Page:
New Sea Ceptor missiles to be developed for Royal Navy

#1
Ministry of Defence said:
The MOD has confirmed the development of a new Royal Navy missile defence system which will be able to intercept and destroy enemy missiles travelling at supersonic speeds.

More...
 
#3
More to the point, does anyone think it will be on time? Four years seems like a very short timeframe for developing a weapon.

Good job Sea Wolf has been upgraded: HMS Westminster Is Set to Get Major Seawolf Upgrade | Navy & Maritime Security News at DefenceTalk

“The Seawolf update that is being rolled out across the Type 23s is designed to combat the increasing threat of faster, lower flying and more manouvreable missiles today and also to guard against future advances. The system can now track an object the size of a cricket ball at twice the speed of sound from over 20 miles away and launch two counter missiles
Lets hope that future Sea Wolf support and upgrades do not get cancelled on the "jam tommorow" promise. I feel a strange feeling of nostalgia coming on, and comments about the award winning technology put into Sea Wolf upgrades in the last few years.

Sorry - bad day, feeling a bit low and a bit nostalgic. Didn't the world used to be a simpler and better place...?
 

Wordsmith

LE
Book Reviewer
#4
Costed at £483 million (which seems very cheap for a new missile system) and due into service in 2016. Wonder how much those targets will be missed by.

Wordsmith
 
#5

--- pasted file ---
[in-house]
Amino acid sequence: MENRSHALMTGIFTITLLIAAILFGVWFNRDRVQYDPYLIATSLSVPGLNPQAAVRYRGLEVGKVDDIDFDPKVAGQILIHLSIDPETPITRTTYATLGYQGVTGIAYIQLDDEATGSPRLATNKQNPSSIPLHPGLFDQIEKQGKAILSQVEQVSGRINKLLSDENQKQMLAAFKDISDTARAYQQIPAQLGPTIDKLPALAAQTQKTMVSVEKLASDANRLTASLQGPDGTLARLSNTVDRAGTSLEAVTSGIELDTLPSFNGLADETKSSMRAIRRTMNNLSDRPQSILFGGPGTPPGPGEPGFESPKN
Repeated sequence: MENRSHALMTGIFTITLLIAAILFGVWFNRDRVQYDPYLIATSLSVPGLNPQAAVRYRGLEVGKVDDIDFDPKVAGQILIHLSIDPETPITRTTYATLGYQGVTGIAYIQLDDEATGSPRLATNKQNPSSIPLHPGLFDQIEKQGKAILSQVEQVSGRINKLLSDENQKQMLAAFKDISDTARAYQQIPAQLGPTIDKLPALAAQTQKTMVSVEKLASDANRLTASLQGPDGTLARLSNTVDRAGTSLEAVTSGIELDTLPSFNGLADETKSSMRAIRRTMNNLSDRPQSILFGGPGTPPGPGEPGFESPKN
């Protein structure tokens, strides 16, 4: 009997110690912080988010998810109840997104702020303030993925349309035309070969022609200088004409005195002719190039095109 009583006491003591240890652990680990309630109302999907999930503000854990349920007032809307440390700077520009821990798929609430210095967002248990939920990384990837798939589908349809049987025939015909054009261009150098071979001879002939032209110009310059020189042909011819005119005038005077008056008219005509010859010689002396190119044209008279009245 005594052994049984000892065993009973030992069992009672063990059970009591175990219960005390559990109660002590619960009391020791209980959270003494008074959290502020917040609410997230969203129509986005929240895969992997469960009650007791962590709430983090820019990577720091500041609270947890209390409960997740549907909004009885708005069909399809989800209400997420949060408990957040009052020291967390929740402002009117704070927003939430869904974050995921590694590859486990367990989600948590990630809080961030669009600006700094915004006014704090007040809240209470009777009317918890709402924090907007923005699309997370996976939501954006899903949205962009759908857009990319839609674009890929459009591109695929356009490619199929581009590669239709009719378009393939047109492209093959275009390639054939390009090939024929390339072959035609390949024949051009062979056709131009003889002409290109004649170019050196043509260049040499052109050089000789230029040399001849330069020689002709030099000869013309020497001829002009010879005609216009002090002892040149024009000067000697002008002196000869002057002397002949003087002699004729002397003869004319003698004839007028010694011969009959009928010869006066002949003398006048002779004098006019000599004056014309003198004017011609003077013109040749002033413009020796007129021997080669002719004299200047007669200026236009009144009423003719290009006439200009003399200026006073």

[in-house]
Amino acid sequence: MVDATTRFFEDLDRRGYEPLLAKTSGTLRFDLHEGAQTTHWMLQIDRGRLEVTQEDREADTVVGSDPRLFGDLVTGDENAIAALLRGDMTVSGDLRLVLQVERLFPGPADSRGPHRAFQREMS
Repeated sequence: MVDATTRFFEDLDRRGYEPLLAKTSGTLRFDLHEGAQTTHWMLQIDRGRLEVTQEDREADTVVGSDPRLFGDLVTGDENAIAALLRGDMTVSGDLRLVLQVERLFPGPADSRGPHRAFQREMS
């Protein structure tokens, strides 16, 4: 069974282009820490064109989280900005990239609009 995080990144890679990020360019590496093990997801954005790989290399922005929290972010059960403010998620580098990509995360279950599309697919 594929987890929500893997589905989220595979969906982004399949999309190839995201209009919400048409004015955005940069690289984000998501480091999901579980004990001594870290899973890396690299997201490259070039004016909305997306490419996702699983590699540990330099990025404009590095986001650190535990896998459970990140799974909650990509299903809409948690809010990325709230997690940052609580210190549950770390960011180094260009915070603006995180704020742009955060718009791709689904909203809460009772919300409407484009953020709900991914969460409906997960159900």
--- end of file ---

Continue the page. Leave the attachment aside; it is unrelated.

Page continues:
I am from a time when missile defence meant bolting a Bren gun to the bridge wing and having a Chinese laundryman fire it while the rest of us took cover so I am a bit confused. Why do we need this new, new fangled missile when we've just introduced the old, new fangled Sea Viper?

Is Sea Viper too big to fit on a frigate? Will the missiles not fit into the T23 VLS silos?
 

Bouillabaisse

LE
Book Reviewer
#6
I am from a time when missile defence meant bolting a Bren gun to the bridge wing and having a Chinese laundryman fire it while the rest of us took cover so I am a bit confused. Why do we need this new, new fangled missile when we've just introduced the old, new fangled Sea Viper?

Is Sea Viper too big to fit on a frigate? Will the missiles not fit into the T23 VLS silos?
Good questions, well asked. It's not the size of the missile but the radar you use. It wouldn't be possible to fit the T23 with the Samson radar (it's too big) so they're installing a cut down version of it for the T23.

Interesting that they've just announced this - this has been in the pipeline (an development) for some time, so it's not 4 years to develop.

Anybody else notice that an area of 500 square miles equals a range of 20-25 miles? Sounds less impressive when you put it that way, but still a significant step up for the T23
 
F

fozzy

Guest
#9
Good questions, well asked. It's not the size of the missile but the radar you use. It wouldn't be possible to fit the T23 with the Samson radar (it's too big) so they're installing a cut down version of it for the T23.

Interesting that they've just announced this - this has been in the pipeline (an development) for some time, so it's not 4 years to develop.

Anybody else notice that an area of 500 square miles equals a range of 20-25 miles? Sounds less impressive when you put it that way, but still a significant step up for the T23

From what Ive seen - it actually looks quite good (depending on when its delivered and cost overruns, of course). I understand that it has a limited anti surface capability?
 
#10
PAAMS - Wikipedia, the free encyclopedia


Testing
During its first major warfare sea exercise aboard HMS Daring the ship's Combat Management System crashed while under simulated air attack due to a power failure. The ship lost use of its combat management system, i.e. PAAMS. The ship's crew reverted to use of binoculars to spot incoming airborne threats until the CMS had been restarted.[4]